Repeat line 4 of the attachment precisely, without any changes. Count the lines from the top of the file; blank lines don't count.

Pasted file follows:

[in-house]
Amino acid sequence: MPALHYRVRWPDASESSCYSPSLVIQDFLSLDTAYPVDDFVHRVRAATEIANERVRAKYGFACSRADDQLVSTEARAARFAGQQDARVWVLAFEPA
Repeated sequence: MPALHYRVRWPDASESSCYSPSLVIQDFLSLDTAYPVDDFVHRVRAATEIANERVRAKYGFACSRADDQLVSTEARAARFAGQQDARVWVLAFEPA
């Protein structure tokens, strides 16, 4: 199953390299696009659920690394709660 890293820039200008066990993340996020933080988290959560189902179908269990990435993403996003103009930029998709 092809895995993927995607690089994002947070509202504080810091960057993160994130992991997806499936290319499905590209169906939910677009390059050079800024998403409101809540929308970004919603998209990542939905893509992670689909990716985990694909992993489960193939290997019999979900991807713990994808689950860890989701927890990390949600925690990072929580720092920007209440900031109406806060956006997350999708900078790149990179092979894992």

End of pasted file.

């Protein structure tokens, strides 16, 4: 199953390299696009659920690394709660 890293820039200008066990993340996020933080988290959560189902179908269990990435993403996003103009930029998709 092809895995993927995607690089994002947070509202504080810091960057993160994130992991997806499936290319499905590209169906939910677009390059050079800024998403409101809540929308970004919603998209990542939905893509992670689909990716985990694909992993489960193939290997019999979900991807713990994808689950860890989701927890990390949600925690990072929580720092920007209440900031109406806060956006997350999708900078790149990179092979894992």